Posted by: justawriter | September 12, 2011

Far Afield – That day

As I remember it, it was a lovely morning that day.
I was in a rush, so I didn’t have time to listen to the news that morning. I got to my office and the office manager said, “Have you heard about the terrible accident in New York?”
The Internet was really still pretty new back then and my little branch office still had a pokey dial up connection. But I was still able to visit a few news web sites and get an idea of the massive destruction that was happening half a continent away. Then the second plane hit and it was clear that this was actually an attack and not a horrible accident.
At the paper, we reporters were put into full scramble mode to find stories that were relevant both to the disaster and our readers in North Dakota. I knew of an organization that sent members on a lobbying trip to Washington, D.C., that day. So I called the group’s office and eventually they were able to put me contact with their members, who were sequestered in a room at their hotel.
One staffer I talked to that day had brought her daughter on the trip. She wanted to show her how the government worked and that people could make positive change if they worked at it. The staffer told me about the rumors of crashes and explosions that were flying around D.C. that day and about the sirens and smoke that were fueling confusion in the nation’s capital. Then she told me her daughter said, “I’m 11 years old and too young to die.”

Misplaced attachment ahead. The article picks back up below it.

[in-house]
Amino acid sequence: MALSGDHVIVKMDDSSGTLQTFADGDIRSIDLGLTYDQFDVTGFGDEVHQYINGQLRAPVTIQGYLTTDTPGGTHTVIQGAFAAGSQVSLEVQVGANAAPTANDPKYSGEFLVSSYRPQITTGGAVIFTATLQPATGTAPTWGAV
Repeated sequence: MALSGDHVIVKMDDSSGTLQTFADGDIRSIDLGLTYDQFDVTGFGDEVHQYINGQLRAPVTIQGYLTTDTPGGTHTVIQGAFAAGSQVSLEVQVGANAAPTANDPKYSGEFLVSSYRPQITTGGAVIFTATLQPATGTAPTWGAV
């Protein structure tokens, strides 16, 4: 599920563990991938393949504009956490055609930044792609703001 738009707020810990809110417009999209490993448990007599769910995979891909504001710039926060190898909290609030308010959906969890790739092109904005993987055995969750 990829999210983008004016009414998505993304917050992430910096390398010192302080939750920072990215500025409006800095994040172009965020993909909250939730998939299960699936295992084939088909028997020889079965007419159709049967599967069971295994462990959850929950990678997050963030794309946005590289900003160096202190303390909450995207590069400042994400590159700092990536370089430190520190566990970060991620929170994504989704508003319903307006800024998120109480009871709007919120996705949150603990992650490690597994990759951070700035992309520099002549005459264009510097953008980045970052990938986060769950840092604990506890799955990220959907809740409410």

That young lady is now 21. She has seen her country change in many ways in the decade that followed.
Quite honestly, that was about the extent that I was directly affected by 9-11. I had a couple of acquaintances on the East Coast but no close friends. The aftermath of that day, on the other hand, has directly affected my family along with tens of millions of other families.
I assumed we would hunt down the people responsible and punish them appropriately. I didn’t realize that an out-of-control administration would use the outrage over the attacks to pursue its irrational obsession with a tinpot tyrant who was a bigger danger to himself than the rest of his world. Meanwhile, the mastermind of the attacks was allowed to slip away and his date with justice had to wait for a more rational president to be elected.
Meanwhile, we have become a nation that is seemingly permanently at war. It has become such a fact of life that our casualties barely rate a paragraph in the newspapers. Only the local news covers the impacts, the tears and sadness when servicemen’s and women’s families accept that final flag.
The cost of our multiple wars, declared and undeclared, have beggared the nation. We are told that we can no longer care for our poor, our sick, our elders and even the veterans themselves. We are told that throwing more money at those who have more than they could spend in a dozen lifetimes is the only way to rebuild the country, even if it means taking food out of the mouths of children.
It has been ten years. The madman who started all this pain is dead. It is time to declare victory and celebrate the peace and start rebuilding our own country. We must never forget the dead, but we also need to care for the living.

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